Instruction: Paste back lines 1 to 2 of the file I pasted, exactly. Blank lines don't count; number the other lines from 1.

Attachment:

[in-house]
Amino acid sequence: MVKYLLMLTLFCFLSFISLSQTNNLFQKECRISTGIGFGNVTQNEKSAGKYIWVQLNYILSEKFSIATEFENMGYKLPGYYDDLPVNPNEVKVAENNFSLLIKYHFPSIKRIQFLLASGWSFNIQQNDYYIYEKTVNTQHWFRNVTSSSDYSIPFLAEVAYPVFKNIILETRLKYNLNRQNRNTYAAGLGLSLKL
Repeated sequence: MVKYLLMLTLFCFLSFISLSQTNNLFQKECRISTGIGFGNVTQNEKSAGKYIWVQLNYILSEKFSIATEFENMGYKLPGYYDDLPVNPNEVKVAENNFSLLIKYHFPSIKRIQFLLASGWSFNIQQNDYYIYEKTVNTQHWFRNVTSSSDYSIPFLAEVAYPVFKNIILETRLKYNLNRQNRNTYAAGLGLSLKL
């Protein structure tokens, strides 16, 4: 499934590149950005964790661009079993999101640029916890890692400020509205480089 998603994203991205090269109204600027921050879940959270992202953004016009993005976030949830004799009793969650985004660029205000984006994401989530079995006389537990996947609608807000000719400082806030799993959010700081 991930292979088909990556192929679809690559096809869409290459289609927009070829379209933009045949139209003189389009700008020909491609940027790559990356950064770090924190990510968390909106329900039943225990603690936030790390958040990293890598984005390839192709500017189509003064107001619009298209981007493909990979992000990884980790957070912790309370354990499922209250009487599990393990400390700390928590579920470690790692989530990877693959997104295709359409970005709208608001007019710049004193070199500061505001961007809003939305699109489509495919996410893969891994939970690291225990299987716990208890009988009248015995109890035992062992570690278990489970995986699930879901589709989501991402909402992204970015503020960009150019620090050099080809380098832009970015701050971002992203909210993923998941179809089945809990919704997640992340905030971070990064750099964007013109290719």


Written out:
[in-house]
Amino acid sequence: MVKYLLMLTLFCFLSFISLSQTNNLFQKECRISTGIGFGNVTQNEKSAGKYIWVQLNYILSEKFSIATEFENMGYKLPGYYDDLPVNPNEVKVAENNFSLLIKYHFPSIKRIQFLLASGWSFNIQQNDYYIYEKTVNTQHWFRNVTSSSDYSIPFLAEVAYPVFKNIILETRLKYNLNRQNRNTYAAGLGLSLKL